Dedicated water service crews have mobilised and repairs are underway and are expected to be completed by mid-afternoon.

Traffic management will be in place and Letteragh Road will be closed between Sliabh Rua and Tonabrucky Cross until 6pm.

Householders and businessses are being asked to conserve water where possible to reduce the pressure on local supplies and allow reservoir levels to restore.

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CITY TRIBUNE

Woman sustains serious injuries after being struck by firework in Eyre Square

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Gardaí are appealing for witnesses after a young woman was struck in the face by a firework in Eyre Square in the city overnight.

It happened shortly after midnight and gardai say it’s understood the firework had been launched from close to the Tourist Information Kiosk.

The young woman suffered serious injuries and was hospitalised as a result.

Gardaí understand there was a large group of people in Eyre Square at the time and are now asking that any person who may have witnessed the incident make contact with the investigating team.

In particular Gardaí are appealing to anyone who may have video footage of the incident, either on mobile phone, CCTV or dash-cam to make contact with them.

This incident comes just days after a policing committee meeting was told of increasing concern about anti social behaviour around Eyre Square.

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CITY TRIBUNE

Garda chief suggests closing Eyre Square to curb anti-social behaviour

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From this week’s Galway City Tribune – Closing Eyre Square at night-time was among the radical suggestions put forward by Galway’s top Garda this week – in response to claims that the city centre’s famous landmark had become a ‘no-go area’ after dark.

It comes as Gardaí confirmed that since January they issued almost 500 fines for breaches of the city’s alcohol bylaws, which prohibit the consumption of alcohol in public spaces.

Responding to claims that people were afraid to visit parts of the city centre at night due to anti-social behaviour, Chief Superintendent Tom Curley said that the authorities might have to look at closing Eyre Square at certain times.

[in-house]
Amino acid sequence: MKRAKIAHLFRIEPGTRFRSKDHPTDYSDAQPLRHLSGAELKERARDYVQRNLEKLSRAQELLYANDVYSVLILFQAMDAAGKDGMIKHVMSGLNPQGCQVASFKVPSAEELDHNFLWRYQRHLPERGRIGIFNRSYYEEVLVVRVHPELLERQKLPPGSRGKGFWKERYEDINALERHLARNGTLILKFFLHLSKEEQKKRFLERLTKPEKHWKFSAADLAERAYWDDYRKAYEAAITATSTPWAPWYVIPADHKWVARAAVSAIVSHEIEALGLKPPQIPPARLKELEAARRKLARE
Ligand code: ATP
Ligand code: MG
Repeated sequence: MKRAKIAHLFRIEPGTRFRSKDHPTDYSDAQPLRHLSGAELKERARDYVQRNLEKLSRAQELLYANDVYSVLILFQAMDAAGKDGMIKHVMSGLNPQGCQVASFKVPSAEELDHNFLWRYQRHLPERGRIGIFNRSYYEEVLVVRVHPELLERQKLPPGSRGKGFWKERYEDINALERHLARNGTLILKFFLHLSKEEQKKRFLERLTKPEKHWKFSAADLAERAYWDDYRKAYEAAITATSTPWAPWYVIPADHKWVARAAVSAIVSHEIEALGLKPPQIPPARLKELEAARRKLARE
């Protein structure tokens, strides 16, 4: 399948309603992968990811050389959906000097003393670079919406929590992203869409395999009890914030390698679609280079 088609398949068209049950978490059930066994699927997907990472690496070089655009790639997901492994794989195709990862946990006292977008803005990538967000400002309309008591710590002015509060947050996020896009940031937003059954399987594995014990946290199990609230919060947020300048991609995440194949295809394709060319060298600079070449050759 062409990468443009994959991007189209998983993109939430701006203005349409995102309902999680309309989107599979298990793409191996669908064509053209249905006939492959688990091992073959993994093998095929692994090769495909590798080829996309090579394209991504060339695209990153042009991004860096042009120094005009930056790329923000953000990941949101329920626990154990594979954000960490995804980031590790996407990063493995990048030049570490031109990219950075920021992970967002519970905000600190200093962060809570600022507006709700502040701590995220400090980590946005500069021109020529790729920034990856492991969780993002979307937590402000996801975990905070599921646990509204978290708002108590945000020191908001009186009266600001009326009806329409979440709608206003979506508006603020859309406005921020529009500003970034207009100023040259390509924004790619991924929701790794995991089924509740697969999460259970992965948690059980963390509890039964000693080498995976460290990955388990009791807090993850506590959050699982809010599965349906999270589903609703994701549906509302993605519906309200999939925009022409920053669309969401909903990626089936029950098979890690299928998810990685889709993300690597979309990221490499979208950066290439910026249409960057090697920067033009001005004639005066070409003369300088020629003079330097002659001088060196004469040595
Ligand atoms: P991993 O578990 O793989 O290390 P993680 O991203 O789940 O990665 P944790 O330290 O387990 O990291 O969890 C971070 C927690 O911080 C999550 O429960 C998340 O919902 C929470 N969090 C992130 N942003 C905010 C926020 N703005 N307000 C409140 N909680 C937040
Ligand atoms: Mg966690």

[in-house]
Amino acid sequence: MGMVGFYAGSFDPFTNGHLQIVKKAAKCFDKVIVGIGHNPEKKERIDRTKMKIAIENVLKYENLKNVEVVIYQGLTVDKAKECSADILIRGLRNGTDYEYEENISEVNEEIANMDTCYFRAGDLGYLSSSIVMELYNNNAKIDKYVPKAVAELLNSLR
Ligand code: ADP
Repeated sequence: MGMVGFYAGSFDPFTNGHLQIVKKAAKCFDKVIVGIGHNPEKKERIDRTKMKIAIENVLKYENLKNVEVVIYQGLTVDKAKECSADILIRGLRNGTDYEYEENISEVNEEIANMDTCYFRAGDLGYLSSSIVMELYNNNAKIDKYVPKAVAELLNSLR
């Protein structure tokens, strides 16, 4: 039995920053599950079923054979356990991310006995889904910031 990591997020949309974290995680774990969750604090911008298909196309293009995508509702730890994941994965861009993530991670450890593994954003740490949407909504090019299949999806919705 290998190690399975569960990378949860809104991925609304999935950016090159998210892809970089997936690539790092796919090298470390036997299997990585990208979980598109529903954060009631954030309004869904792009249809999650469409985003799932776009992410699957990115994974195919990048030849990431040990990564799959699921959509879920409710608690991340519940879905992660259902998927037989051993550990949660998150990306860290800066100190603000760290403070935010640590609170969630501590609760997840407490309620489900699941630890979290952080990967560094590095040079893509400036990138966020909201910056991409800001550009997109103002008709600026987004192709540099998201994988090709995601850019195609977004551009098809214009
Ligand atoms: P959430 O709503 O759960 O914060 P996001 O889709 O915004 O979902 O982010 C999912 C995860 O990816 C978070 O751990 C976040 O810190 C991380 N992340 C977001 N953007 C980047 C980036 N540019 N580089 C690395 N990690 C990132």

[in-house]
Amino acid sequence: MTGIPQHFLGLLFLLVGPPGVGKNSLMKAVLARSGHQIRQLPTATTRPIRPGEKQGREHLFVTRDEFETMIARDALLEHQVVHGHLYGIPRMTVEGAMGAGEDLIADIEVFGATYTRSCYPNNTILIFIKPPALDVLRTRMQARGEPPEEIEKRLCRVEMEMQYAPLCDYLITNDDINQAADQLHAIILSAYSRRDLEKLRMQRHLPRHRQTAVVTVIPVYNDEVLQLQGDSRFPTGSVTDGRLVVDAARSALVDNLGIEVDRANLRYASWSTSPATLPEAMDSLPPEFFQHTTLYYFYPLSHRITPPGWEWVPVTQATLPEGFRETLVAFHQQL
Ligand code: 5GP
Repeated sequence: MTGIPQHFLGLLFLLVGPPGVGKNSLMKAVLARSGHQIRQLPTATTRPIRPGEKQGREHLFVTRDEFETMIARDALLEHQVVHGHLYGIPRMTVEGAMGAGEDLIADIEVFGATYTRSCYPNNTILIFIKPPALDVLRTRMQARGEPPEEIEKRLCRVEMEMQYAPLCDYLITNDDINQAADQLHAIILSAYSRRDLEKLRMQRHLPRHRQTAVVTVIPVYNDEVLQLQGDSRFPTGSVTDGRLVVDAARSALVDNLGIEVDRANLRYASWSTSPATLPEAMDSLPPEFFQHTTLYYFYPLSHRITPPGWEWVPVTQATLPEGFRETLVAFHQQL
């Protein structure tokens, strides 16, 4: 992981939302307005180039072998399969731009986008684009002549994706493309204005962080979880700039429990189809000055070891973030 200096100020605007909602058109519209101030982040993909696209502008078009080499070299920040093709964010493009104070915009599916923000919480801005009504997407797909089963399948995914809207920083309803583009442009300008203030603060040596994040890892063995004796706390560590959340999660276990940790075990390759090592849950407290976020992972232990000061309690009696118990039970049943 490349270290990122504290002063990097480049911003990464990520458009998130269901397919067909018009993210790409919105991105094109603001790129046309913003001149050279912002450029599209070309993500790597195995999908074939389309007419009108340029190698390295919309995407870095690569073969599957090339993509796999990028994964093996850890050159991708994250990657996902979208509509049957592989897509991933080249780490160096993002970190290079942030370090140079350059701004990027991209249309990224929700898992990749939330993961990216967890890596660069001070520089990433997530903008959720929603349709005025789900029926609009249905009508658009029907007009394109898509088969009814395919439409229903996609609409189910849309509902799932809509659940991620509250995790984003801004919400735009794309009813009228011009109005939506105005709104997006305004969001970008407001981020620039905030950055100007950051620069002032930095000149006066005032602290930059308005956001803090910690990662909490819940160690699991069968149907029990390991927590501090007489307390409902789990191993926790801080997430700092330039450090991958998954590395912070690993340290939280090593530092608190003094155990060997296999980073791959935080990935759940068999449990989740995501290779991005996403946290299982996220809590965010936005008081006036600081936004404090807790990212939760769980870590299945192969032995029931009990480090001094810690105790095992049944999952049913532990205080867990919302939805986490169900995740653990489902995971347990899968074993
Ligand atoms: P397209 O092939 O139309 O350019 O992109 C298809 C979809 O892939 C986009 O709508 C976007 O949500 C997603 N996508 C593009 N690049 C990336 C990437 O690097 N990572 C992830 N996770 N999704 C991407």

Chief Supt Curley also said that improved lighting and better CCTV were other tools that could be used to deter anti-social behaviour and to detect crime in the city centre.

“I’d need another five officers in there – and I haven’t got them,” said Chief Supt Curley of the requirement for more Gardaí on patrol in Eyre Square.

He was responding to a charge by former mayor of Galway, Councillor Frank Fahy, who said Eyre Square was dangerous at night. “It’s a no-go area,” he said at a City Joint Policing Committee (JPC) meeting this week.

Cllr Fahy said that the illegal activity and anti-social behaviour in the city centre was a product of the Covid-19 pandemic and people socialising outdoors. Eyre Square was safe pre-Covid, he said.

In a written reply to the JPC, Chief Supt Curley said that anti-social behaviour issues had been ‘de-escalated’ along the city’s canals, Woodquay and Spanish Arch ‘as a result of extra Garda patrols’.

“The resulting consequences have led to crowd movement from these areas (and they) are now congregating at Eyre Square. Garda attention is concentrated on Eyre Square, however the return of students and the continued restrictions has led to increased numbers,” he said.

(Photo: a scene from Eyre Square at night this week taken from a video circulated on social media)

This is a shortened preview version of this article. To read the rest of the story, see this week’s Galway City Tribune. You can buy a digital edition HERE.